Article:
Alan Grogan is Chief Analytics Officer in the Royal Bank of Scotland’s Corporate Banking Division; the UK’s biggest SME and Corporate Bank*. He spoke at the recent IQPC Customer Insight & Analytics Exchange event in the UK, and afterwards I talked to him about the use of analytics and insight at the bank, the importance of analytics in the banking sector and the emerging role of Chief Analytics Officer.
Grogan: Analytics has always been the preserve of our risk function, so credit analytics and risk analytics. As banks we have always had big data, but banks have been notoriously slow to move when it comes to data due to security, cost and complexity of systems. So when fundamental shifts occurred in the industry, such as analytics (using market and customer data in a different way to understand customer wants and needs) banking was not at the cutting edge. However, around four years ago we had some very good leadership hires who were willing to listen and actively place analytics into an important role to help rebuild the organisation from the inside out.
One of the big issues is how you ensure your data is clean so you can analyse it. There are typically two types of data; internal and external. Internally it’s your sales and service teams who typically generate this data, the people who open up and manage those accounts. Externally, the world is full of data, which all organisations source, review, treat and load into their systems. So I will work with the individuals across the bank to treat the data appropriately or, at least, know what the issues are with the data. But I have a responsibility to tell those individuals the caveats around what the analytics is saying. I can use new and interesting forms and types of data, internally and externally, to close any data gaps, but if the data is flawed, or they want to use it or treat it in a certain way, then we need to be open and upfront about it. So part of the cultural challenge, like all industries, has been empowering our staff, whose job it is to provide the best possible level of service to customers on a day-to-day basis, to make sure their client information is up-to-date.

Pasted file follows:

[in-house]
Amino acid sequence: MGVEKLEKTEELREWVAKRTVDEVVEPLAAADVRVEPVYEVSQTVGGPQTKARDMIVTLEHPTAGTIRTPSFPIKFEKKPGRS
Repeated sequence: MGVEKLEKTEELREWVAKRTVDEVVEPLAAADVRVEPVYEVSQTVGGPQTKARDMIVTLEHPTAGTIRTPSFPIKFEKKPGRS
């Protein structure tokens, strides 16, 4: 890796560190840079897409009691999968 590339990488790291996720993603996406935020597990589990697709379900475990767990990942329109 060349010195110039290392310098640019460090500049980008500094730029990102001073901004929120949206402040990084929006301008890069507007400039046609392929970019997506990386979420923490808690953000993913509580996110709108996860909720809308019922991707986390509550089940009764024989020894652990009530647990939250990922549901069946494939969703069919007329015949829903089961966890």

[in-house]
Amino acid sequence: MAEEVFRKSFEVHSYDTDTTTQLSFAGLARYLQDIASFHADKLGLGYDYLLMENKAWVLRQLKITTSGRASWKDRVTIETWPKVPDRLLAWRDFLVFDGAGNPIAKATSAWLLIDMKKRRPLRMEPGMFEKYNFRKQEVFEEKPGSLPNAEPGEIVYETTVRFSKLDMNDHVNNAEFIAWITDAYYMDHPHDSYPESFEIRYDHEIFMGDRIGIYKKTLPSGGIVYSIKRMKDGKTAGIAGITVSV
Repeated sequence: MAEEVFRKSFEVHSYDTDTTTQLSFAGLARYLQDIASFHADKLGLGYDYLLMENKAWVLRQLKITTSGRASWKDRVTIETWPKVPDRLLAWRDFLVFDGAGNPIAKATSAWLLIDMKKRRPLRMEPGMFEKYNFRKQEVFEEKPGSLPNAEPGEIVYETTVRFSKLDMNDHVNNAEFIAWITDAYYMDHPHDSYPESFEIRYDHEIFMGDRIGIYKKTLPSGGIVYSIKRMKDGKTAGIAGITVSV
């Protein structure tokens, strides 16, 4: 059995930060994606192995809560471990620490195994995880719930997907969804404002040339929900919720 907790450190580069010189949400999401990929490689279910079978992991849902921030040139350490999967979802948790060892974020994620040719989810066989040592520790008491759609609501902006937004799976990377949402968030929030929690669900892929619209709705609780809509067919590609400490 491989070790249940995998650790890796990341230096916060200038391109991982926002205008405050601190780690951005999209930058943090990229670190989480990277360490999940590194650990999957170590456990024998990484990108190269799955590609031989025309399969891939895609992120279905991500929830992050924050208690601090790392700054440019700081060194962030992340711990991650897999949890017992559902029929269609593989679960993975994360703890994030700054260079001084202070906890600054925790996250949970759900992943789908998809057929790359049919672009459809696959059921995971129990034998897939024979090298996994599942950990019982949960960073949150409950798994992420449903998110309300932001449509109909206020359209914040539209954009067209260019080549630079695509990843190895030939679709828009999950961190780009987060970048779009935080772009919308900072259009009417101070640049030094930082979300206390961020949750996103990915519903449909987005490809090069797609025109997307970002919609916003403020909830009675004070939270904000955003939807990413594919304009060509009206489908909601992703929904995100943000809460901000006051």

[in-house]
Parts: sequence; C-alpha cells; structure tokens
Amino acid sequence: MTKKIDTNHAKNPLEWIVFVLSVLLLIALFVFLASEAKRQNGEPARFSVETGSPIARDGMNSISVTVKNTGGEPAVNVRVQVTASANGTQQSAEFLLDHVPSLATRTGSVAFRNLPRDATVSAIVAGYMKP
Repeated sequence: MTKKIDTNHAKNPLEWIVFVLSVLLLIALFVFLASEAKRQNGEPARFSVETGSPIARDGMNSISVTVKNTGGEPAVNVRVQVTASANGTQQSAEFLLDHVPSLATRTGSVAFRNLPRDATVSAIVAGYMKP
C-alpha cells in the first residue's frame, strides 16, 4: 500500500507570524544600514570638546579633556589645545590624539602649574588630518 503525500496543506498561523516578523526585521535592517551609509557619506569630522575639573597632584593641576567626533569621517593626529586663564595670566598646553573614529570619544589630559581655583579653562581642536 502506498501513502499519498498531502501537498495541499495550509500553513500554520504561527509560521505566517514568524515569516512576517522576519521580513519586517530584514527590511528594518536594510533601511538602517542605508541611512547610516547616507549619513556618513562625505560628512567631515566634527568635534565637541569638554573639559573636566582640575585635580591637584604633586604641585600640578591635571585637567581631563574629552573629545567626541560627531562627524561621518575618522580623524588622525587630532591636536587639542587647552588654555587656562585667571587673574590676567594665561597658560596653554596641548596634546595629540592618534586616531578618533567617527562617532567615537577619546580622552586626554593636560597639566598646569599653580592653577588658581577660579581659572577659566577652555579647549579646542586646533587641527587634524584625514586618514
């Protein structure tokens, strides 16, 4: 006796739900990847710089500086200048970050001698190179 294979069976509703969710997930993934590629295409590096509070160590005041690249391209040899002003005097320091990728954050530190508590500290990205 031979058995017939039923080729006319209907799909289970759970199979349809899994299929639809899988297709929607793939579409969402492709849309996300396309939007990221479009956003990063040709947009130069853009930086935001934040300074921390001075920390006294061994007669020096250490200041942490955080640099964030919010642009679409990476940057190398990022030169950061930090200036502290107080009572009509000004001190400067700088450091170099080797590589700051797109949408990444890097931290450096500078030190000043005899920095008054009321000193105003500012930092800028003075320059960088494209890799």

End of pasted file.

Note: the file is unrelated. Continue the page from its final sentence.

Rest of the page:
CMO.com: How do you see the role of analytics and insight at RBS?
Grogan: Our customers tell us they are uncertain about many things across their business, one current example is investment in analytics or Big Data. They also don’t know what the bank could offer in this space, how we engage, where the market is moving. So lots of organisations are looking to the bank to discuss options and paths forward. Can a business really say that a good, fact-based granular view of their products, customers, market and organisation would not help them succeed in a more sustainable and quicker way? For me, those organisations who empower data-driven decision making to sit at their heart will be more successful, showing how they, as an organisation, sit versus their peer group, versus their segment, versus UK PLC, versus Europe PLC, versus the world.
There’s too much data out there for any man or woman to digest, so that’s where analytics steps in. Analytics will focus on what we understand about our customer, building that out against what they have told us is important to them today and how they want it provided to them. That is really, for them, an internal view. We’ve now got to build that out with them so they can have a more strategic view of their underlying wants and needs.
I see banking and banking analytics almost like a Formula One team. You’ve got engineers, you’ve statisticians, you’ve mathematicians, you’ve got a marketing department, you’ve got your branding team, you’ve got your logistics team, you’ve got the individuals who support the driver throughout the race on their radio. All this teamwork is simply to help the driver get the most from their car. Banking needs the same approach, so my divisional chief executive - Susan Allen - is the driver. She is the customer custodian, she is the bank’s custodian. I see analytics as the voice on the end of that radio, so we aim to monitor, digest, assimilate and then communicate clearly all the surrounding points of information to the driver, giving her the options on how to get there and what are the key things they need to be looking for, working with the divisional Managing Directors, working with our engineers, to say what they need to fine tune the car.